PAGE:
Hugh Howey's novel Sand revolves around "sand diving" -- using a fictional mind-controlled method of vibrating the titular sand to allow the diver to sink into, move through, and "see" (as with sonar) objects in the deep, deep sand. One piece of 20th/21st century tech is critical, however: SCUBA. Without air tanks, regulators, and the high pressure compressors to fill the tanks, a diver is limited to the length of a single held breath -- else exhaling will inevitably lead to inhaling sand, a particularly unpleasant version of drowning.

The novel is set in what had been Colorado, and one of the subplots is the search for the legendary Denver, the greatest trove of buried riches imaginable -- and a minor entry involves divers bringing up "new" tanks and compressors from dive shops under the sand.

The thing that bugs me with this is that SCUBA diving is mainly an oceanic sport, occasionally practiced in deep lakes and a very few rivers (where the current isn't insurmountable). Hence the question. It's been a while since I read the book, and it was on Kindle Unlimited so I no longer have a copy. Was it ever explained why there were dive shops in and around Denver?

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    A simple google maps search shows that there are many dive shops in Denver right now. The invention of airplane travel has allowed people to live in one place and dive in another. Jan 5, 2022 at 15:35
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    You can fill them at the site. Returning to Denver after each dive to refill your tanks would be cost prohibitive. Jan 5, 2022 at 15:38
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    Right. The Denver tanks are meant for Denver use, presumably generally in artificial diving pools.
    – FuzzyBoots
    Jan 5, 2022 at 15:42
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    @ZeissIkon The small, portable oxygen systems for light aircraft are nothing more than small scuba bottles with a constant flow regulator. They are exactly like CPR units. The bottles are hydro-ed to much higher pressures, as are any scuba tanks you’d want to carry. TSA regulations prohibit filled tanks on commercial airline travel. Private plane travel not regulated by TSA but instead FAA os completely different matter. Jan 5, 2022 at 15:56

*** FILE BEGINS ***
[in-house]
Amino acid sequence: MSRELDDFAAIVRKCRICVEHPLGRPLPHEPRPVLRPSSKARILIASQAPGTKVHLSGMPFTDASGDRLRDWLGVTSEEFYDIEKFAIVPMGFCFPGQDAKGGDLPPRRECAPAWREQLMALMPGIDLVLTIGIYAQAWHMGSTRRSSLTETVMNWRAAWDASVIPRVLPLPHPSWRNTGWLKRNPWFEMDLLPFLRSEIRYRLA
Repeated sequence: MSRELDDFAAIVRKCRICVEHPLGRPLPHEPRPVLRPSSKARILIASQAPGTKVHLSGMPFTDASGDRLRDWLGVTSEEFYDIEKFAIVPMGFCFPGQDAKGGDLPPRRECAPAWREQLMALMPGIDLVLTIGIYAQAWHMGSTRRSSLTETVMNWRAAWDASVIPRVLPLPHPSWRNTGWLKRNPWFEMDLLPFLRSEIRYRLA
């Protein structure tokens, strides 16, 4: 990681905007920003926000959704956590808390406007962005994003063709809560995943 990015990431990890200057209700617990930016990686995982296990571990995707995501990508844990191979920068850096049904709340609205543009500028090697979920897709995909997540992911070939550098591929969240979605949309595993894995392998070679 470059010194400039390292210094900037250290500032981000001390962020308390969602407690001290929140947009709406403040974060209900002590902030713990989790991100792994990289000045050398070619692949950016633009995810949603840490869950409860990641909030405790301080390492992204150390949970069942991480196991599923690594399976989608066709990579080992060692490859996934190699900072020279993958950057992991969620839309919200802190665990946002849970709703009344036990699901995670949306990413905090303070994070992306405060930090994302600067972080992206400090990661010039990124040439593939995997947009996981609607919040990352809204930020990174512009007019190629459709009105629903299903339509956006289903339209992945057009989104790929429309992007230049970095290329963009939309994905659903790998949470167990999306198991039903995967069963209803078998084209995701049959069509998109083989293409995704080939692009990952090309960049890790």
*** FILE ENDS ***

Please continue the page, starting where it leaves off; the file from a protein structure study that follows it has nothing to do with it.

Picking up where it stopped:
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    @SillybutTrue There you are. Only private pilots or passengers of such can fly with filled SCUBA tanks. Still, I was unaware there were enough dive opportunities in Colorado to produce a population of divers who can support multiple dive shops in the area -- and our world is "forgotten history" internal to Sand.
    – Zeiss Ikon
    Jan 5, 2022 at 16:01

1 Answer 1


Colorado, particularly, the Denver area allows access to a number of interesting and unique diving experiences, including deep lakes and reservoirs.

Some examples, quotes taken from 5280 Promotions:

  • Aurora Reservoir:

    Although you’ll likely encounter suboptimal water clarity that only allows you to see from four to 25 feet (60 to 70 feet is considered good visibility in the Pacific Ocean), spotting the submerged Cessna 310, sunk in 1994 to attract divers, is worth the challenge. Find the buoy marking the vintage plane’s resting place predive.

  • Jefferson Lake:

    Boasting some of the best visibility in Colorado, the lake has views extending up to 40 feet, allowing you to take in the imposing boulders across the bottom and catch the shimmery shadows of kokanee salmon and rainbow trout tailing you through the deep.

  • Blue Mesa Reservoir:

    When the government flooded towns and highways around Gunnison to form this hydroelectric power–generating lake 54 years ago, it also created enticing ruins to explore (it’s all foundation now). Rent a boat for better access to submerged bridges and a steep, 100-foot drop-off on the south side of the reservoir.


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